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"We're not talking about seniors trying to run half-marathons. We're talking about the impact of much more typical and achievable behavior among older individuals, like walking five times a week for 30 minutes or more, and other kinds of similar leisure-type activities," said study lead author Dr. Christopher deFilippi, of the University of Maryland School of Medicine at Baltimore.
A simple blood test can detect levels of the indicators of risk, or "biomarkers," known as highly sensitive troponin T (cTnT) and N-terminal pro-B-type natriuretic peptide (NT-proBNP).
Higher levels of either may indicate a degree of sustained heart injury that might not be recognized by outwardly visible symptoms, but which could elevate the risk for congestive heart failure, in which the heart has difficulty pumping enough blood throughout the body.
"Two years ago, we published a study that had looked at this very highly sensitive test that was able to detect small amounts of heart injury in older adults who appeared to be in a normal state of health," said deFilippi, an associate professor of medicine in the university's division of cardiology.
Along with other signs, the researchers found that detectable levels of a specific biomarker "was associated with a higher risk of dying years later from cardiovascular disease, particularly if these levels notably changed in a short period of time."
The latest study explored ways of reducing that risk through lifestyle changes.
"We found that there is a very powerful association with physical activity among older adults, so that those who are the most active are one-third as likely to have this marker for heart injury rise over the years, compared with those who are the most sedentary," deFilippi said.
"This relationship between exercise and protection against heart injury was quite dramatic," he added. "We were surprised at the extent of the association. And we also found that the benefit really starts right away."
The new findings were published in the Nov. 14 online issue of the Journal of the American College of Cardiology.
The authors tracked cTnT and NT-proBNP levels for two to three years among a group of more than 2,900 American adults aged 65 and older, drawn from a larger study on cardiovascular health.
Study participants were asked to report on their routine physical activity patterns. The probability that levels of either cTnT or NT-proBNP would rise over the study period was found to go down as exercise went up.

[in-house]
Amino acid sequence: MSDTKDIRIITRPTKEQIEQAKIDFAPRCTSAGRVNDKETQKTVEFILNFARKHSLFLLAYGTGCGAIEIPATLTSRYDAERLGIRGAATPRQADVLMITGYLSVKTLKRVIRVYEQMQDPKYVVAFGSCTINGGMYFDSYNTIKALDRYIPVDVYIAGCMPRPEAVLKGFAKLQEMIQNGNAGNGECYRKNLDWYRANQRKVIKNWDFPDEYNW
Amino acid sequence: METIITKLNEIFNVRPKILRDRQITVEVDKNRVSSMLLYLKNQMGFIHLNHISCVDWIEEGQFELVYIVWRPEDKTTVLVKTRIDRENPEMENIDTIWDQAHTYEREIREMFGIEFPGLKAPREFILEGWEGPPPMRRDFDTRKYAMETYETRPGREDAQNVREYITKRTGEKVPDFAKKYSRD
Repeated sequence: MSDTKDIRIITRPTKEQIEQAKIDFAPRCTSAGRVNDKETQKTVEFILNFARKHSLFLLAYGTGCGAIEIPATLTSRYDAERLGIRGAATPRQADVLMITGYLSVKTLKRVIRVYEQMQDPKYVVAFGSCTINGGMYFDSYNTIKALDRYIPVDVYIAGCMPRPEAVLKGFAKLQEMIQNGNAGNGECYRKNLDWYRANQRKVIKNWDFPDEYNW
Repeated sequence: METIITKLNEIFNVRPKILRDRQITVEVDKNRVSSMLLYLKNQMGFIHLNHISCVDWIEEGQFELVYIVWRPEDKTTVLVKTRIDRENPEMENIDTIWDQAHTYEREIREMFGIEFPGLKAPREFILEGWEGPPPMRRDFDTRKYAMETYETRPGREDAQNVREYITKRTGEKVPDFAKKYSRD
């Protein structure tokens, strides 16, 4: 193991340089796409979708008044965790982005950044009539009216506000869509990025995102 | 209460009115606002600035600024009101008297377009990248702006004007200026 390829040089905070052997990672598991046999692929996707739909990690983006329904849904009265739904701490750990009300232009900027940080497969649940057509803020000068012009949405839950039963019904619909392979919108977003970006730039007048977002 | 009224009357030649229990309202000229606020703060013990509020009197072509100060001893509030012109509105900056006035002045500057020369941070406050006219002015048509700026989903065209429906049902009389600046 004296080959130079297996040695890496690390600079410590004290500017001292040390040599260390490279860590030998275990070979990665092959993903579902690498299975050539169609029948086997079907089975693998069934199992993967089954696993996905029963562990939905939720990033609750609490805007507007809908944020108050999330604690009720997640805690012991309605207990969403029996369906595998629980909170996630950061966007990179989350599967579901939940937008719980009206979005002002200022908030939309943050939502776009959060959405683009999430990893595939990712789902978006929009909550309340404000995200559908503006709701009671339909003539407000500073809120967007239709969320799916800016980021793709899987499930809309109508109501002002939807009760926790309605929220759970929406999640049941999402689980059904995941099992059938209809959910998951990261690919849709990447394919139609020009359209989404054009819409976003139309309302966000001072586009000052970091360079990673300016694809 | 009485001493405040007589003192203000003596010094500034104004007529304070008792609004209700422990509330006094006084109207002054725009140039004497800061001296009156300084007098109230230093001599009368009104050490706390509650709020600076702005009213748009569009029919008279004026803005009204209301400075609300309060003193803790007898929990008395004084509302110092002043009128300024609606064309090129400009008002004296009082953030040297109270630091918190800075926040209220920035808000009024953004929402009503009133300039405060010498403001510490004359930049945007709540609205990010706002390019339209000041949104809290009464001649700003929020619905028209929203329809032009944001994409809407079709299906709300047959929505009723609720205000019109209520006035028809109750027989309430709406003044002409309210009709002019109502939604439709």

What's more, the research team found that the higher an individual's activity score, the lower their long-term risk for heart failure.
The authors concluded that moderate physical activity does indeed appear to lower the risk for experiencing both cardiac injury and, ultimately, heart failure.
Commenting on the study findings, Mona Fiuzat, an assistant professor in medicine in the departments of medicine and medicine-clinical pharmacology at Duke University, said the study "suggests that exercise may have an important effect on the molecular level to keep the heart healthy." Fiuzat was not involved with the study.
"The clinically important question these authors were trying to answer was whether moderate levels of physical activity can protect elderly people from developing heart failure, which is one of the most common causes of death," Fiuzat said. "And what they found when they followed up on patients two to three years after the study started was that not only did participants with higher levels of physical activity have less of an increase in these [biomarker] proteins, but they had a far lower risk of developing heart failure," she added.
"This," Fiuzat said, "is an excellent first step towards answering some key unanswered questions: What is the mechanism by which exercise helps the heart in patients with heart disease? Can we tailor patient-specific recommendations for intensity and frequency of exercise? Could your doctor one day use blood tests to prescribe and measure benefits of exercise, the same way we treat cholesterol levels today?"
While the study found an association between physical activity among older adults and reduced risk of heart injury, it did not prove a cause-and-effect relationship.
Copyright © 2012 HealthDay. All rights reserved.
SOURCES: Christopher R. deFilippi, M.D., associate professor, medicine, division of cardiology, University of Maryland School of Medicine, Baltimore; Mona Fiuzat, Ph.D., assistant professor, medicine, departments of medicine and medicine-clinical pharmacology, Duke University, Durham, N.C.; Nov. 14, 2012, Journal of the American College of Cardiology, online